A vibrant green lawn is one of the best ways to make your house stand out. The key to growing a lawn is getting the right mowing height. Here's everything you need to know to get the right grass-cutting length in Pennsylvania.
Mowing your grass too short, sometimes known as scalping, is far from ideal. The biggest risk is that you will stress the grass to a point where it has difficulty recovering. In an area like Pennsylvania, which gets hot summers and cold winters, you risk damaging the crown and making it difficult for the grass to bounce back.
Another potential problem is that shorter grass can make it easier for weeds to take control of the lawn. The shade of a longer grass blade will make it harder for species like crabgrass to get a foothold on your lawn. A taller grass will typically be more resistant to seasonal stressors as well.
While mowing your lawn too low can cause problems, you also don't want to let the grass get too high. Most often, this will mean that you can't avoid cutting more than a third of the grass blade off at a time. This will usually lead to a stressed out lawn, longer recovery times between mowings and potential thinning of the grass as a result.
It can also cause problems after you have cut the grass. With a proper mowing, the debris will usually be small, forming a natural compost and returning to the soil as organic matter. However, if there are too many clippings, they will clump together or blanket the lawn. This blocks the sunlight, creating dead patches on your lawn.
If aesthetic is a priority for you, perhaps the biggest problem is that long grass will make your yard look unkept.
It's recommended that you keep cool-season grasses between 3 inches to 4 inches tall, according to Tennessee University. Though we recommend no lower than 3.5 for our area (Lewisburg, PA).
There are a few reasons why this is a good height. First, it will stimulate strong root growth. This ensures that it will be able to withstand warmer temperatures during the summer months. The extra height will a more dense canopy to shade and cool the roots. This reduces the chances of damaging heat stress during a drought.
When winter approaches, you can feel comfortable mowing on the shorter end of our recommended range. If you've mowed properly and cared for your lawn through the summer months, the resulting stronger root system will likely be able to survive colder temperatures.
It might be a good idea to pick up any debris following the final mow of the year. This will help to avoid any damaged or dead spots when spring rolls around.
When the temperature starts to rise again in the spring, growth will start to return. Let the weather determine when to start mowing your lawn again. You don't want to mow until it's consistently above 40 degrees Fahrenheit. In early spring, you can kick off the season with a light trim to stimulate early growth.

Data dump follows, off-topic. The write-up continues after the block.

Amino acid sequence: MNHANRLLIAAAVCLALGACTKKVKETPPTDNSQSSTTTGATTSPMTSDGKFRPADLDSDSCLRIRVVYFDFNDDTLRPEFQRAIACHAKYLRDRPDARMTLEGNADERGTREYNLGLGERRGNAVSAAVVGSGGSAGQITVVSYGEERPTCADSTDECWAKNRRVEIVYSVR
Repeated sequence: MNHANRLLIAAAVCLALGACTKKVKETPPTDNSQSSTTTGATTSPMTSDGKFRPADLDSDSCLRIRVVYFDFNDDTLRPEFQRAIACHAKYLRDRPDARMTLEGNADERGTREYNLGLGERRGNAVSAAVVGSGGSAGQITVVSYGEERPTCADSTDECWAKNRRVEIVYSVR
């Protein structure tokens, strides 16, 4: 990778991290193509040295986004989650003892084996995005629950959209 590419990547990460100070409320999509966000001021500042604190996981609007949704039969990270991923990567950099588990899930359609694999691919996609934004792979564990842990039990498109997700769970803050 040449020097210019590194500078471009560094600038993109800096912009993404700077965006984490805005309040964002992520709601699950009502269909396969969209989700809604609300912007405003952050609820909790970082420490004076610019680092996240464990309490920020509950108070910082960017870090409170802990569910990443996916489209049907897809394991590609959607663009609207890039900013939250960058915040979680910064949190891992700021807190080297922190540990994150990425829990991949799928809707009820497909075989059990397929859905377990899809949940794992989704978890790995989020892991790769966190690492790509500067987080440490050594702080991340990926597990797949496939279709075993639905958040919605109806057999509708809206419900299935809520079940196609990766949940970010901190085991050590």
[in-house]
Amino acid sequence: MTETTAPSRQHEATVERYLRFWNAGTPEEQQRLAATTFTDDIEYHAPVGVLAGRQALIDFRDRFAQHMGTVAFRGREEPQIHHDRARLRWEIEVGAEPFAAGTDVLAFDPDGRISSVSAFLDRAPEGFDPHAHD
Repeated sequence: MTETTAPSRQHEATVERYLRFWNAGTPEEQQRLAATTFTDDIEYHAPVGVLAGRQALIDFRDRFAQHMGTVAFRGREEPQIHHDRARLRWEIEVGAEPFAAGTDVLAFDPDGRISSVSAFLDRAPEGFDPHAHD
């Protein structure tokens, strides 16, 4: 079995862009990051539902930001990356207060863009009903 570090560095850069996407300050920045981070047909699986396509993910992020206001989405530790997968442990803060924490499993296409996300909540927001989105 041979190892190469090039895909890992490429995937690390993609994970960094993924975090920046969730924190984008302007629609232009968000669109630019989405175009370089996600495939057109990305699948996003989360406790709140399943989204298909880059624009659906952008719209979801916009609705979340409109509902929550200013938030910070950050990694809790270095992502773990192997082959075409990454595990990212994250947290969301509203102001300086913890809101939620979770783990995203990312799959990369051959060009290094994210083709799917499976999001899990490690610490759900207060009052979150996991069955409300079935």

Spring is also a good time to start applying some fertilizer, to give the grass the nutrients it needs to grow. During summer, it's vital to water the grass, limiting heat stress. Ideally, you should be doing this in the morning. This gives the water plenty of time to be taken up by the roots, fall through the soil, or evaporate. If the grass is damp at night, it can lead to fungal diseases.
Making a few changes to the way you mow your lawn can have a big impact on the amount of stress your grass experiences. This will help you boost growth and keep your lawn looking healthy.
The most important tip is to make sure that you are only taking off one-third of the grass blades at a time. More than this and you risk causing stress or damage. If you have an overgrown lawn, you might need to mow it a few times to get it under control. It's best to wait two days between mowing sessions, to give the grass some time to recover.
It's best to mow your lawn in the morning or evening, rather than in the heat of the day. You may want to wait for the morning dew to evaporate. If you mow your lawn while it's wet, the grass clippings may clump together. This can lead to dead zones, as the clumps block sunlight and water from getting to the grass.
Next, try to change the mowing patterns you are using. If you follow the same mowing pattern each time, there is a chance that the weight of the mower can cause compaction or thin out areas that see the most traffic.
Finally, make sure to keep your lawn mower blades sharp. A dull blade will rip through the grass, leading to jagged tears in the grass. This has the potential to lead to disease and increases stress. Every ten mower hours, remove the blades from your mower and sharpen them up.
The most important part of lawn mowing is getting the right grass height. This will reduce grass stress and prove to be a reliable weed control tactic. As long as you keep these simple lawn care principles in mind, you shouldn't have any problems. If you want more help, don't be afraid to give the friendly team at JC Landscapes a call. We're always happy to help mow your lawn, creating a healthy environment for your grass to thrive.